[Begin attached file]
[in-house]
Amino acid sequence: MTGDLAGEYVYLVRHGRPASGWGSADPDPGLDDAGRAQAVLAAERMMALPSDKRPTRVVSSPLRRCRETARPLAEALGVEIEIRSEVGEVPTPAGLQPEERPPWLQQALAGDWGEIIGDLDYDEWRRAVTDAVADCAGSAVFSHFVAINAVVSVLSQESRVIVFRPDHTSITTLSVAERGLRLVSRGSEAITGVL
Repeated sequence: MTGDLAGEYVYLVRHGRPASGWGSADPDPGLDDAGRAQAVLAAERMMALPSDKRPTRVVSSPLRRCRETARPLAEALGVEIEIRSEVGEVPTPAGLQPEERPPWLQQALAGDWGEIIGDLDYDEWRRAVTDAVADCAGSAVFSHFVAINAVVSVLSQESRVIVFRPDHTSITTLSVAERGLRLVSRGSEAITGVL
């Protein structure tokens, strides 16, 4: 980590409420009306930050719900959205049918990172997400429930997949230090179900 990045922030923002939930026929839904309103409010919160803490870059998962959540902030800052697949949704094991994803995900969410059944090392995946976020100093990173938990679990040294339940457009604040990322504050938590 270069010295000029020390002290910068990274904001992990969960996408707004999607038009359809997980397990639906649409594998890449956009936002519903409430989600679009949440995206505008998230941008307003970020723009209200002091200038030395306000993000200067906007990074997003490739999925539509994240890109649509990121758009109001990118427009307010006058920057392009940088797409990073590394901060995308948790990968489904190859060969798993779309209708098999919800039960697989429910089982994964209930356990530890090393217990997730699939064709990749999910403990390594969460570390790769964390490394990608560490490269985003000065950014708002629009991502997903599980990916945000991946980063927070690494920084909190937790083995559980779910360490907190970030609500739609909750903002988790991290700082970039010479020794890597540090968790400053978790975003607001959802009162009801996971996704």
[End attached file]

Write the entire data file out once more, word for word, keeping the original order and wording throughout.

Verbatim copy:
[in-house]
Amino acid sequence: MTGDLAGEYVYLVRHGRPASGWGSADPDPGLDDAGRAQAVLAAERMMALPSDKRPTRVVSSPLRRCRETARPLAEALGVEIEIRSEVGEVPTPAGLQPEERPPWLQQALAGDWGEIIGDLDYDEWRRAVTDAVADCAGSAVFSHFVAINAVVSVLSQESRVIVFRPDHTSITTLSVAERGLRLVSRGSEAITGVL
Repeated sequence: MTGDLAGEYVYLVRHGRPASGWGSADPDPGLDDAGRAQAVLAAERMMALPSDKRPTRVVSSPLRRCRETARPLAEALGVEIEIRSEVGEVPTPAGLQPEERPPWLQQALAGDWGEIIGDLDYDEWRRAVTDAVADCAGSAVFSHFVAINAVVSVLSQESRVIVFRPDHTSITTLSVAERGLRLVSRGSEAITGVL
């Protein structure tokens, strides 16, 4: 980590409420009306930050719900959205049918990172997400429930997949230090179900 990045922030923002939930026929839904309103409010919160803490870059998962959540902030800052697949949704094991994803995900969410059944090392995946976020100093990173938990679990040294339940457009604040990322504050938590 270069010295000029020390002290910068990274904001992990969960996408707004999607038009359809997980397990639906649409594998890449956009936002519903409430989600679009949440995206505008998230941008307003970020723009209200002091200038030395306000993000200067906007990074997003490739999925539509994240890109649509990121758009109001990118427009307010006058920057392009940088797409990073590394901060995308948790990968489904190859060969798993779309209708098999919800039960697989429910089982994964209930356990530890090393217990997730699939064709990749999910403990390594969460570390790769964390490394990608560490490269985003000065950014708002629009991502997903599980990916945000991946980063927070690494920084909190937790083995559980779910360490907190970030609500739609909750903002988790991290700082970039010479020794890597540090968790400053978790975003607001959802009162009801996971996704």